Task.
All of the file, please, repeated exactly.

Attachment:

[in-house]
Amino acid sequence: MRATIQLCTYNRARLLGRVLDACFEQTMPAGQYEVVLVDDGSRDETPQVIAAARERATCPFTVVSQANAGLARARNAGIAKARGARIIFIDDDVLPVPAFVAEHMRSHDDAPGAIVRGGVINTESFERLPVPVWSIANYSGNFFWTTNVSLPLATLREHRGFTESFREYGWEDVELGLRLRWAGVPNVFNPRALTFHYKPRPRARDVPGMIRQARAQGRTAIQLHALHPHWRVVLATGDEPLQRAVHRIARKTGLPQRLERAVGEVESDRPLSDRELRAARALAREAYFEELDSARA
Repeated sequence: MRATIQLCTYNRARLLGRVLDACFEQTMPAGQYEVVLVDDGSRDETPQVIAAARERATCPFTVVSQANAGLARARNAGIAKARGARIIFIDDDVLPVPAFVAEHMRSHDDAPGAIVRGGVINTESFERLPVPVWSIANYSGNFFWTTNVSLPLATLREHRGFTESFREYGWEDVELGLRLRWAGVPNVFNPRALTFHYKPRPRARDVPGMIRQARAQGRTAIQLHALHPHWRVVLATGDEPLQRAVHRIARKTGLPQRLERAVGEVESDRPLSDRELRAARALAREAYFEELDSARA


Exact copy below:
[in-house]
Amino acid sequence: MRATIQLCTYNRARLLGRVLDACFEQTMPAGQYEVVLVDDGSRDETPQVIAAARERATCPFTVVSQANAGLARARNAGIAKARGARIIFIDDDVLPVPAFVAEHMRSHDDAPGAIVRGGVINTESFERLPVPVWSIANYSGNFFWTTNVSLPLATLREHRGFTESFREYGWEDVELGLRLRWAGVPNVFNPRALTFHYKPRPRARDVPGMIRQARAQGRTAIQLHALHPHWRVVLATGDEPLQRAVHRIARKTGLPQRLERAVGEVESDRPLSDRELRAARALAREAYFEELDSARA
Repeated sequence: MRATIQLCTYNRARLLGRVLDACFEQTMPAGQYEVVLVDDGSRDETPQVIAAARERATCPFTVVSQANAGLARARNAGIAKARGARIIFIDDDVLPVPAFVAEHMRSHDDAPGAIVRGGVINTESFERLPVPVWSIANYSGNFFWTTNVSLPLATLREHRGFTESFREYGWEDVELGLRLRWAGVPNVFNPRALTFHYKPRPRARDVPGMIRQARAQGRTAIQLHALHPHWRVVLATGDEPLQRAVHRIARKTGLPQRLERAVGEVESDRPLSDRELRAARALAREAYFEELDSARA